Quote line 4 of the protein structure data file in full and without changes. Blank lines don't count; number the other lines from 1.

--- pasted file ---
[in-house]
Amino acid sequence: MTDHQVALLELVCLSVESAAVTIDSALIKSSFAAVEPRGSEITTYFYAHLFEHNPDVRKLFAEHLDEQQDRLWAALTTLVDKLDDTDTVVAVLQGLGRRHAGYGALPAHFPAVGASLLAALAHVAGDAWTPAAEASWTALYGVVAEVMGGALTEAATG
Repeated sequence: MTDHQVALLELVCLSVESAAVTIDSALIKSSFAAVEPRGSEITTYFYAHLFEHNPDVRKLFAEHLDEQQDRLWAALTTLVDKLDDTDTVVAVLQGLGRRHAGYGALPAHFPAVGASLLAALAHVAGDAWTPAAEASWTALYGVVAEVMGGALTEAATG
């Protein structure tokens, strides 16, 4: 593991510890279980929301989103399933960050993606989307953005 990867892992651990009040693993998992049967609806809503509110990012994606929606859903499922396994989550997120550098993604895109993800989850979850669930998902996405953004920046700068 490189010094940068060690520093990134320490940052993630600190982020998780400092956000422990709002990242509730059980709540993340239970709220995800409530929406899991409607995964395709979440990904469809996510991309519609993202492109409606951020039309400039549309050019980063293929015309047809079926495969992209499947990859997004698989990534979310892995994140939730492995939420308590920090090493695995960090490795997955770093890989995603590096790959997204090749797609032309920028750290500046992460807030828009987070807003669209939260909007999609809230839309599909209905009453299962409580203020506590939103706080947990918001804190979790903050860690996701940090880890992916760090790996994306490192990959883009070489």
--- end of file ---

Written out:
């Protein structure tokens, strides 16, 4: 593991510890279980929301989103399933960050993606989307953005 990867892992651990009040693993998992049967609806809503509110990012994606929606859903499922396994989550997120550098993604895109993800989850979850669930998902996405953004920046700068 490189010094940068060690520093990134320490940052993630600190982020998780400092956000422990709002990242509730059980709540993340239970709220995800409530929406899991409607995964395709979440990904469809996510991309519609993202492109409606951020039309400039549309050019980063293929015309047809079926495969992209499947990859997004698989990534979310892995994140939730492995939420308590920090090493695995960090490795997955770093890989995603590096790959997204090749797609032309920028750290500046992460807030828009987070807003669209939260909007999609809230839309599909209905009453299962409580203020506590939103706080947990918001804190979790903050860690996701940090880890992916760090790996994306490192990959883009070489």